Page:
Castelucci refused, according to the grand jury report. He was granted a leave of absence to care for his ailing mother, who lived more than 50 miles away in Negley, Ohio, records show. 

At his mother’s home, Castelucci was by all appearances a priest taking time off. 

He wore clerical clothing — a Roman collar and black shirt — and was known as “Father Bob,” Lt. Allan Young, a sheriff’s detective in Columbiana County, Ohio, told The Post. Over the next five years, Wuerl granted Castelucci three extensions of his leave, the grand jury found. 

The Pittsburgh Diocese spokeswoman said, given the difficulties of removing priests, Wuerl often put them on leaves of absence to keep them out of parishes. Under canon law, she added, these leaves of absence must be renewed periodically to keep the cleric out of ministry. 

In May 1999, an Ohio mother reported to authorities that “Father Bob” had given her 16-year-old son pornographic videos, according to a police report obtained by The Post through a public records request. The boy “has cut Father Bob’s grass the past three (3) years,” the report states. County detectives interviewed Castelucci, who was in his early 60s at the time, and determined he had performed oral sex on the teenage boy, Young said. They forwarded the findings to the county prosecutor.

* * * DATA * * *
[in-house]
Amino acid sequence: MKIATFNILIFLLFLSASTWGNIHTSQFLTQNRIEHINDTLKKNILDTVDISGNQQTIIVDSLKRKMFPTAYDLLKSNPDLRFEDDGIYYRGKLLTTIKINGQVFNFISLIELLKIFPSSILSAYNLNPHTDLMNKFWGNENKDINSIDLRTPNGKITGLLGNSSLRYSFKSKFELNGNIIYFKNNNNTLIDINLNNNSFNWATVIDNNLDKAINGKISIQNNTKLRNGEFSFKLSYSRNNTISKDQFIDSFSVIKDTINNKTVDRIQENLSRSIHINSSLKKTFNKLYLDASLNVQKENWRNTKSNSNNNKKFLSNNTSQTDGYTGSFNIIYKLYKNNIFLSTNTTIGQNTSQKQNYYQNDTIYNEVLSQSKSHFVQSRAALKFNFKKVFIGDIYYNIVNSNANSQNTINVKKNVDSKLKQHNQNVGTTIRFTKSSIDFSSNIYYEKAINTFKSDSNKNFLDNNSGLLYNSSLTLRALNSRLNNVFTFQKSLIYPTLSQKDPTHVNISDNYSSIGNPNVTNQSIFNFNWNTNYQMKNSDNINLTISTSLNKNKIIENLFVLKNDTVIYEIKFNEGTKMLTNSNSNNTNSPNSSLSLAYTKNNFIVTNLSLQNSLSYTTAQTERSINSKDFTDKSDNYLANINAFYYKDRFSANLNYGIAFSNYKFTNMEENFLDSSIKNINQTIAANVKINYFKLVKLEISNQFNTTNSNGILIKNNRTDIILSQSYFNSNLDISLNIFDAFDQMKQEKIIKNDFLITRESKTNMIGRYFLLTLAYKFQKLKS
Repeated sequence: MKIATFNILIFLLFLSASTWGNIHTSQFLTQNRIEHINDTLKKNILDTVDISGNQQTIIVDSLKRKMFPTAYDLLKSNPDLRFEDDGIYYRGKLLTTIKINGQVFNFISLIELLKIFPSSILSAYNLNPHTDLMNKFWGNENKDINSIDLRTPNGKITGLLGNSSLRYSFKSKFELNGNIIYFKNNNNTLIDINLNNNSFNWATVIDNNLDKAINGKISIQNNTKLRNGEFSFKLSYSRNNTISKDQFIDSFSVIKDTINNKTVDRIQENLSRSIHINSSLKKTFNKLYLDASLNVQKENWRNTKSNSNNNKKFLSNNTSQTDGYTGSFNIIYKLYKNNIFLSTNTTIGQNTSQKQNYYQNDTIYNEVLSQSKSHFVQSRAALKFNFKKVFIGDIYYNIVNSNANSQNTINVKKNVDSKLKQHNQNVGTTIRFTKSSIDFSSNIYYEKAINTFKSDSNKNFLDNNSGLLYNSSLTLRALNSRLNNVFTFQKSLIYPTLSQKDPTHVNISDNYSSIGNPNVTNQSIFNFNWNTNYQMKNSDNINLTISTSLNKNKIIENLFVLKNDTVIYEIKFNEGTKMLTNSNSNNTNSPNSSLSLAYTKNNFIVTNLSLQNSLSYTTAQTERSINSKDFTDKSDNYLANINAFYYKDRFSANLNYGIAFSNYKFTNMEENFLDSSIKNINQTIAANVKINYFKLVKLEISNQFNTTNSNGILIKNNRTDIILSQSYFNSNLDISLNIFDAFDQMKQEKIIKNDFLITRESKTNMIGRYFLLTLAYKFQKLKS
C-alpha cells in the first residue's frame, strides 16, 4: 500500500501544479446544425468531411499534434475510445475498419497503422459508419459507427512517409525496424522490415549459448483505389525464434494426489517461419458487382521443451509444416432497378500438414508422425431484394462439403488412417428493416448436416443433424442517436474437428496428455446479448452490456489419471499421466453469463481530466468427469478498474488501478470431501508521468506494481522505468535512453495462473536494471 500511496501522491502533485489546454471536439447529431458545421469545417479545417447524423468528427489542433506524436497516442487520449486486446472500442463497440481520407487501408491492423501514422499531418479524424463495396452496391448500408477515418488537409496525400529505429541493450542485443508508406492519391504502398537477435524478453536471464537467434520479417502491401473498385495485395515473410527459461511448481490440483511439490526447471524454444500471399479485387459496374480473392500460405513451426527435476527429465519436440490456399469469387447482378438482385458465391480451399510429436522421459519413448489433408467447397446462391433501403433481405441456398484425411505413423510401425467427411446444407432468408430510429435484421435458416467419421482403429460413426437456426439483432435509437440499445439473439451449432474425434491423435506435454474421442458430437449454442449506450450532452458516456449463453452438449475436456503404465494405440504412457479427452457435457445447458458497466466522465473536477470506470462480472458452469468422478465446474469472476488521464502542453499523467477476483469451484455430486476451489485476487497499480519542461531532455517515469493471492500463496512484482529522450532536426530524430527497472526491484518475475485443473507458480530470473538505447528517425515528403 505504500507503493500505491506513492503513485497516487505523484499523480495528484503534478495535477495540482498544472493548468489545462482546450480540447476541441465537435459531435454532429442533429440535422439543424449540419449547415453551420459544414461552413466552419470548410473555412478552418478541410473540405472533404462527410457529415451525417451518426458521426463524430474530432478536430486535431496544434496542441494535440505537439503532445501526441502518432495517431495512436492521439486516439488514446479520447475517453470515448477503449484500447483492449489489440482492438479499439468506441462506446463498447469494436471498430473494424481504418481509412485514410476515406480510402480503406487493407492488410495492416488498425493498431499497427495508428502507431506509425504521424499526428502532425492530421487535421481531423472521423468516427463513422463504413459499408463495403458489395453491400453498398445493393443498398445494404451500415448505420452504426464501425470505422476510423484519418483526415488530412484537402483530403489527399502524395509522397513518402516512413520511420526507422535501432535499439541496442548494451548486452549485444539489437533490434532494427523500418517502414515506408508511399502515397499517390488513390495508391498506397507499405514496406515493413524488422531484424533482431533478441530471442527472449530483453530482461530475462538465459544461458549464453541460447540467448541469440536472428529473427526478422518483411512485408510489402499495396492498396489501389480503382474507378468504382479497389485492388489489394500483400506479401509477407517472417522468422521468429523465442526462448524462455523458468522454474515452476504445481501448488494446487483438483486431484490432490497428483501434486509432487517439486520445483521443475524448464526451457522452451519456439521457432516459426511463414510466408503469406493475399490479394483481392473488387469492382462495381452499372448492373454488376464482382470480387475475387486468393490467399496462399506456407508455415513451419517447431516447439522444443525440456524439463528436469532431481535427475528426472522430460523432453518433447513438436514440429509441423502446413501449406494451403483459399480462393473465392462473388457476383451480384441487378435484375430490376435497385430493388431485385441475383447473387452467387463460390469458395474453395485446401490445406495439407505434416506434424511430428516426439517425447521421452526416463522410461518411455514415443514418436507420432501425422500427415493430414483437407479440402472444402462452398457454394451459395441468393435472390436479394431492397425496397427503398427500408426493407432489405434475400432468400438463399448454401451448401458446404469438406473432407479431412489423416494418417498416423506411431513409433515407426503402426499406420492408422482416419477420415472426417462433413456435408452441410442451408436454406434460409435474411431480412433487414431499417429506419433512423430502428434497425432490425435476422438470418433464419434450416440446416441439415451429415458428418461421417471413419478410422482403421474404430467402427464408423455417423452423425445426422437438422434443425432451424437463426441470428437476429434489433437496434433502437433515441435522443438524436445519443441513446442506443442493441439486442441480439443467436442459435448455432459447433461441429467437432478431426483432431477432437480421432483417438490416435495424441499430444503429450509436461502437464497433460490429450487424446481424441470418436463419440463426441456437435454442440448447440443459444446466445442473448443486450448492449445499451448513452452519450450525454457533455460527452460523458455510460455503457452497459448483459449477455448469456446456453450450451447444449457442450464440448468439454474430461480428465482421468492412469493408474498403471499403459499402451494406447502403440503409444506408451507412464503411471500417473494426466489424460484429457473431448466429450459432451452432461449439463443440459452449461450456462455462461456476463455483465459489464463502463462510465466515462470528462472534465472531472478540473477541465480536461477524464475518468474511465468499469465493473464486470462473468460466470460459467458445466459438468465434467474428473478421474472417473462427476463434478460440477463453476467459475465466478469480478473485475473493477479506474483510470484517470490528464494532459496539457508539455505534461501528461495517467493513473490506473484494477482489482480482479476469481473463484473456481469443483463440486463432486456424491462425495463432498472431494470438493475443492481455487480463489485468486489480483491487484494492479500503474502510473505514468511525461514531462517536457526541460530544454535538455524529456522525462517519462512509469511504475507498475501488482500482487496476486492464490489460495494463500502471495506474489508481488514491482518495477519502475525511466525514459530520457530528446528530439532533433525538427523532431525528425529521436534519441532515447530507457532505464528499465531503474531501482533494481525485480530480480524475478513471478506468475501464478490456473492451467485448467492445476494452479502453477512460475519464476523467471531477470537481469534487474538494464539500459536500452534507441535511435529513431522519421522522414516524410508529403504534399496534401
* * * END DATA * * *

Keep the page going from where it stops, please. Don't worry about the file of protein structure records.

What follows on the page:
In July 1999, the Pittsburgh Diocese learned of the investigation in Ohio. On July 23, Wuerl’s vicar in charge of personnel fired off a letter to Castelucci, a copy of which was obtained by The Post.

“In light of the recent allegation regarding your conduct and by special mandate of the Most Reverend Bishop . . . your leave of absence for personal reasons is hereby revoked and you are hereby placed on Administrative leave,” the letter states. It prohibited him from performing the sacraments, wearing clerical attire or presenting himself as “a priest in good standing.”

Wuerl also alerted church officials in Ohio to the previous allegations for the first time, according to another letter obtained by The Post. But the letter appears to have incorrectly characterized the 1994 allegations that led to Castelucci’s initial leave of absence as “involving adults,” not a 13-year-old.

“Father Castelucci some time ago asked for a personal leave to care for his elderly mother now living in Ohio,” Wuerl wrote the bishop in Youngstown, Ohio. “His request coincided with allegations of sexual misconduct involving adults that would have necessitated his stepping aside from ministry while the issue was investigated and some determination made.”